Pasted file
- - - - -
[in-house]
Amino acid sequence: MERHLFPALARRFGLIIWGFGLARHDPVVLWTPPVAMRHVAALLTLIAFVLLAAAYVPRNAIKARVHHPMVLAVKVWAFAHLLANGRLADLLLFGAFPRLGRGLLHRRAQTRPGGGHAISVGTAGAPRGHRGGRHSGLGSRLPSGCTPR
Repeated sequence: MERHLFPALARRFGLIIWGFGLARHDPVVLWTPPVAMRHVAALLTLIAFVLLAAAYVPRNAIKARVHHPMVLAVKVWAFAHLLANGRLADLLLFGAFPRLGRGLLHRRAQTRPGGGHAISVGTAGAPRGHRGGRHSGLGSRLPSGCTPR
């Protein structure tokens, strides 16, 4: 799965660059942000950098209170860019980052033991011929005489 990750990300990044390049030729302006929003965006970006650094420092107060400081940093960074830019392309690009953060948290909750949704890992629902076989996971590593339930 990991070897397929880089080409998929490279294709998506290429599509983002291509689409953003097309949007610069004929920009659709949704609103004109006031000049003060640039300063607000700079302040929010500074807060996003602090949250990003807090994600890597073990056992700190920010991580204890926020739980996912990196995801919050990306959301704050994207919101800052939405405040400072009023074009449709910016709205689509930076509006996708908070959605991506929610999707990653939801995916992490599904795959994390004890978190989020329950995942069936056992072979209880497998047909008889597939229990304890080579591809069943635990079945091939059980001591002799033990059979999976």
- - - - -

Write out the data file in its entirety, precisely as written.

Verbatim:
[in-house]
Amino acid sequence: MERHLFPALARRFGLIIWGFGLARHDPVVLWTPPVAMRHVAALLTLIAFVLLAAAYVPRNAIKARVHHPMVLAVKVWAFAHLLANGRLADLLLFGAFPRLGRGLLHRRAQTRPGGGHAISVGTAGAPRGHRGGRHSGLGSRLPSGCTPR
Repeated sequence: MERHLFPALARRFGLIIWGFGLARHDPVVLWTPPVAMRHVAALLTLIAFVLLAAAYVPRNAIKARVHHPMVLAVKVWAFAHLLANGRLADLLLFGAFPRLGRGLLHRRAQTRPGGGHAISVGTAGAPRGHRGGRHSGLGSRLPSGCTPR
């Protein structure tokens, strides 16, 4: 799965660059942000950098209170860019980052033991011929005489 990750990300990044390049030729302006929003965006970006650094420092107060400081940093960074830019392309690009953060948290909750949704890992629902076989996971590593339930 990991070897397929880089080409998929490279294709998506290429599509983002291509689409953003097309949007610069004929920009659709949704609103004109006031000049003060640039300063607000700079302040929010500074807060996003602090949250990003807090994600890597073990056992700190920010991580204890926020739980996912990196995801919050990306959301704050994207919101800052939405405040400072009023074009449709910016709205689509930076509006996708908070959605991506929610999707990653939801995916992490599904795959994390004890978190989020329950995942069936056992072979209880497998047909008889597939229990304890080579591809069943635990079945091939059980001591002799033990059979999976």